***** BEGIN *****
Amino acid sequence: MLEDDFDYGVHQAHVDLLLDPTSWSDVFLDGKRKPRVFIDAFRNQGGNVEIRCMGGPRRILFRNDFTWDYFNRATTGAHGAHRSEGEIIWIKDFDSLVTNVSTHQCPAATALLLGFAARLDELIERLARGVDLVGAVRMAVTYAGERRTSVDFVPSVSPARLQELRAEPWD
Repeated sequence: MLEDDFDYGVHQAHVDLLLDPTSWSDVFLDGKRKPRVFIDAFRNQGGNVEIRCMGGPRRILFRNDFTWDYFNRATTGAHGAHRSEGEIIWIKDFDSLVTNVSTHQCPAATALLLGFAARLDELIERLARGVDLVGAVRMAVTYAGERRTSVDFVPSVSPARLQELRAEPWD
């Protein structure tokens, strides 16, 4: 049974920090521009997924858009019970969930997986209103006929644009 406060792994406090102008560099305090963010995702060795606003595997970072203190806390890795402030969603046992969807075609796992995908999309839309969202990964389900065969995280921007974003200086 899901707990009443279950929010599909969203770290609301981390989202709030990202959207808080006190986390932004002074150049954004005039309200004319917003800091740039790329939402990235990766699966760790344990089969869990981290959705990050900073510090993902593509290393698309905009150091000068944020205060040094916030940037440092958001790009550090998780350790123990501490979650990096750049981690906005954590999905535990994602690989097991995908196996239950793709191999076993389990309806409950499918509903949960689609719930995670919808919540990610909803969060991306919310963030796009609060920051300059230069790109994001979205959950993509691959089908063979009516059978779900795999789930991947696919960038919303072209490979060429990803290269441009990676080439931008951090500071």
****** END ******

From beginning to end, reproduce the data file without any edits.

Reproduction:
Amino acid sequence: MLEDDFDYGVHQAHVDLLLDPTSWSDVFLDGKRKPRVFIDAFRNQGGNVEIRCMGGPRRILFRNDFTWDYFNRATTGAHGAHRSEGEIIWIKDFDSLVTNVSTHQCPAATALLLGFAARLDELIERLARGVDLVGAVRMAVTYAGERRTSVDFVPSVSPARLQELRAEPWD
Repeated sequence: MLEDDFDYGVHQAHVDLLLDPTSWSDVFLDGKRKPRVFIDAFRNQGGNVEIRCMGGPRRILFRNDFTWDYFNRATTGAHGAHRSEGEIIWIKDFDSLVTNVSTHQCPAATALLLGFAARLDELIERLARGVDLVGAVRMAVTYAGERRTSVDFVPSVSPARLQELRAEPWD
């Protein structure tokens, strides 16, 4: 049974920090521009997924858009019970969930997986209103006929644009 406060792994406090102008560099305090963010995702060795606003595997970072203190806390890795402030969603046992969807075609796992995908999309839309969202990964389900065969995280921007974003200086 899901707990009443279950929010599909969203770290609301981390989202709030990202959207808080006190986390932004002074150049954004005039309200004319917003800091740039790329939402990235990766699966760790344990089969869990981290959705990050900073510090993902593509290393698309905009150091000068944020205060040094916030940037440092958001790009550090998780350790123990501490979650990096750049981690906005954590999905535990994602690989097991995908196996239950793709191999076993389990309806409950499918509903949960689609719930995670919808919540990610909803969060991306919310963030796009609060920051300059230069790109994001979205959950993509691959089908063979009516059978779900795999789930991947696919960038919303072209490979060429990803290269441009990676080439931008951090500071």